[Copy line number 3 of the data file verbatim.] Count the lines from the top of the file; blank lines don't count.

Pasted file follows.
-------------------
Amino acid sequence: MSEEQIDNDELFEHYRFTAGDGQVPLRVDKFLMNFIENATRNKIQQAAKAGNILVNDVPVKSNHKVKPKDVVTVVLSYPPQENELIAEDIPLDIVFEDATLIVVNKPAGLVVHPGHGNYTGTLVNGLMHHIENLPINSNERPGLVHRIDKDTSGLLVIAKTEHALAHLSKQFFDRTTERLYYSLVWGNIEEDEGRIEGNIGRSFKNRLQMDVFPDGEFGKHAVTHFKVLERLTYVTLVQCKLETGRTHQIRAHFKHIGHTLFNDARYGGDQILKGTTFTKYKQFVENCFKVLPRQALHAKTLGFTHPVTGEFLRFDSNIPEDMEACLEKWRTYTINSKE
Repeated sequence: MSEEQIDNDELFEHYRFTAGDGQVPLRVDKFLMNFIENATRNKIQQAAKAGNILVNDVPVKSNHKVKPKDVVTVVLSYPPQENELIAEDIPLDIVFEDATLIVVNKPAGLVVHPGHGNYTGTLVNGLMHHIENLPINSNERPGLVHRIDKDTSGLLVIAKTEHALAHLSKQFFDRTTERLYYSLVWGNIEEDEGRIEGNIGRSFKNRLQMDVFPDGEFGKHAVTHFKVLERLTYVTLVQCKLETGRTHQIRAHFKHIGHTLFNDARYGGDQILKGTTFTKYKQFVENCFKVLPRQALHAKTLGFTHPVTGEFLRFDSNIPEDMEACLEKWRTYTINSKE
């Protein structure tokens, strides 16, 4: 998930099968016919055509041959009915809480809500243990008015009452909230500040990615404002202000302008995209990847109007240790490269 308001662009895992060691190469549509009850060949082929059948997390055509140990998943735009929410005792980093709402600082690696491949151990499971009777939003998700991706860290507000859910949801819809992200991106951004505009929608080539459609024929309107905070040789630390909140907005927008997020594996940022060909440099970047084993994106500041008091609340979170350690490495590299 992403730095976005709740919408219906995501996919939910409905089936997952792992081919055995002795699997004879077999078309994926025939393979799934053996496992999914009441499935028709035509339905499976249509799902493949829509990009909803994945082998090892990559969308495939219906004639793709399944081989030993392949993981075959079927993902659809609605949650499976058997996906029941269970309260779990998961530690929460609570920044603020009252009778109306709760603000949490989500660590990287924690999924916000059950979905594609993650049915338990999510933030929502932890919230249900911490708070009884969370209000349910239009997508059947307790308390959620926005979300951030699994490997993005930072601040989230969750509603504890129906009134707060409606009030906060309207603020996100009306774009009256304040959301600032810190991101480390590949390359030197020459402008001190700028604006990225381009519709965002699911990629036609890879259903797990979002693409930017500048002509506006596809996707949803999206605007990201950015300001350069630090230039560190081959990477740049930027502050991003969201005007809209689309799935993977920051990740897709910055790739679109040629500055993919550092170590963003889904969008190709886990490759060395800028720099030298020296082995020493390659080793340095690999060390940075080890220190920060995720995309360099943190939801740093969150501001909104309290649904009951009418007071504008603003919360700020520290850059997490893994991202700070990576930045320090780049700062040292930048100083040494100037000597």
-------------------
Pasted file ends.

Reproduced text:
């Protein structure tokens, strides 16, 4: 998930099968016919055509041959009915809480809500243990008015009452909230500040990615404002202000302008995209990847109007240790490269 308001662009895992060691190469549509009850060949082929059948997390055509140990998943735009929410005792980093709402600082690696491949151990499971009777939003998700991706860290507000859910949801819809992200991106951004505009929608080539459609024929309107905070040789630390909140907005927008997020594996940022060909440099970047084993994106500041008091609340979170350690490495590299 992403730095976005709740919408219906995501996919939910409905089936997952792992081919055995002795699997004879077999078309994926025939393979799934053996496992999914009441499935028709035509339905499976249509799902493949829509990009909803994945082998090892990559969308495939219906004639793709399944081989030993392949993981075959079927993902659809609605949650499976058997996906029941269970309260779990998961530690929460609570920044603020009252009778109306709760603000949490989500660590990287924690999924916000059950979905594609993650049915338990999510933030929502932890919230249900911490708070009884969370209000349910239009997508059947307790308390959620926005979300951030699994490997993005930072601040989230969750509603504890129906009134707060409606009030906060309207603020996100009306774009009256304040959301600032810190991101480390590949390359030197020459402008001190700028604006990225381009519709965002699911990629036609890879259903797990979002693409930017500048002509506006596809996707949803999206605007990201950015300001350069630090230039560190081959990477740049930027502050991003969201005007809209689309799935993977920051990740897709910055790739679109040629500055993919550092170590963003889904969008190709886990490759060395800028720099030298020296082995020493390659080793340095690999060390940075080890220190920060995720995309360099943190939801740093969150501001909104309290649904009951009418007071504008603003919360700020520290850059997490893994991202700070990576930045320090780049700062040292930048100083040494100037000597």